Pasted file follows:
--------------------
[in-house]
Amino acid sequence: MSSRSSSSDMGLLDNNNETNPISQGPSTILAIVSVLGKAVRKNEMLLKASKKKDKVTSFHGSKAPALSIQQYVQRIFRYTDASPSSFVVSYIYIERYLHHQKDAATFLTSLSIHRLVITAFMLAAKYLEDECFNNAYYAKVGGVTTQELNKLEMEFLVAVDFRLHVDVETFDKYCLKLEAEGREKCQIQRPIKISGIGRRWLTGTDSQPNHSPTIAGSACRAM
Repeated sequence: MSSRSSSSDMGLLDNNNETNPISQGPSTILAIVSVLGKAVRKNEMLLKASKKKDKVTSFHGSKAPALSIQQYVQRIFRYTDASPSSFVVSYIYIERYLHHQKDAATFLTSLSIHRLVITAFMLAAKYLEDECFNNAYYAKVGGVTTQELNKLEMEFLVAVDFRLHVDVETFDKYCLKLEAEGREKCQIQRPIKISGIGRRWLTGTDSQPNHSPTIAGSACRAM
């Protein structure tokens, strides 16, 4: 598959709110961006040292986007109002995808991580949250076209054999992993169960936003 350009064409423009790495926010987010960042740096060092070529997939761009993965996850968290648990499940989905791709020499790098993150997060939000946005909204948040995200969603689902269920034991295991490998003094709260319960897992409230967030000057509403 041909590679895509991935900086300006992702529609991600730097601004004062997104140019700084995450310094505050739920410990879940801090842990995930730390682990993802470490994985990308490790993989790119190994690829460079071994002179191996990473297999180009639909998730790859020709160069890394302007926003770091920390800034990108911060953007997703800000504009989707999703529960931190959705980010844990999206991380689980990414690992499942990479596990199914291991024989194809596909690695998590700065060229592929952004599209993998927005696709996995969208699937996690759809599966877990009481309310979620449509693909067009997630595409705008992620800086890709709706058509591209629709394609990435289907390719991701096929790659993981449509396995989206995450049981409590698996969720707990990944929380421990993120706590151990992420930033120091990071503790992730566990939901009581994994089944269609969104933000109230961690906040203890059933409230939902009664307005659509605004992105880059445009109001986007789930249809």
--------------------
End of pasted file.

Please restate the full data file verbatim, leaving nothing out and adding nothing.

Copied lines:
[in-house]
Amino acid sequence: MSSRSSSSDMGLLDNNNETNPISQGPSTILAIVSVLGKAVRKNEMLLKASKKKDKVTSFHGSKAPALSIQQYVQRIFRYTDASPSSFVVSYIYIERYLHHQKDAATFLTSLSIHRLVITAFMLAAKYLEDECFNNAYYAKVGGVTTQELNKLEMEFLVAVDFRLHVDVETFDKYCLKLEAEGREKCQIQRPIKISGIGRRWLTGTDSQPNHSPTIAGSACRAM
Repeated sequence: MSSRSSSSDMGLLDNNNETNPISQGPSTILAIVSVLGKAVRKNEMLLKASKKKDKVTSFHGSKAPALSIQQYVQRIFRYTDASPSSFVVSYIYIERYLHHQKDAATFLTSLSIHRLVITAFMLAAKYLEDECFNNAYYAKVGGVTTQELNKLEMEFLVAVDFRLHVDVETFDKYCLKLEAEGREKCQIQRPIKISGIGRRWLTGTDSQPNHSPTIAGSACRAM
């Protein structure tokens, strides 16, 4: 598959709110961006040292986007109002995808991580949250076209054999992993169960936003 350009064409423009790495926010987010960042740096060092070529997939761009993965996850968290648990499940989905791709020499790098993150997060939000946005909204948040995200969603689902269920034991295991490998003094709260319960897992409230967030000057509403 041909590679895509991935900086300006992702529609991600730097601004004062997104140019700084995450310094505050739920410990879940801090842990995930730390682990993802470490994985990308490790993989790119190994690829460079071994002179191996990473297999180009639909998730790859020709160069890394302007926003770091920390800034990108911060953007997703800000504009989707999703529960931190959705980010844990999206991380689980990414690992499942990479596990199914291991024989194809596909690695998590700065060229592929952004599209993998927005696709996995969208699937996690759809599966877990009481309310979620449509693909067009997630595409705008992620800086890709709706058509591209629709394609990435289907390719991701096929790659993981449509396995989206995450049981409590698996969720707990990944929380421990993120706590151990992420930033120091990071503790992730566990939901009581994994089944269609969104933000109230961690906040203890059933409230939902009664307005659509605004992105880059445009109001986007789930249809």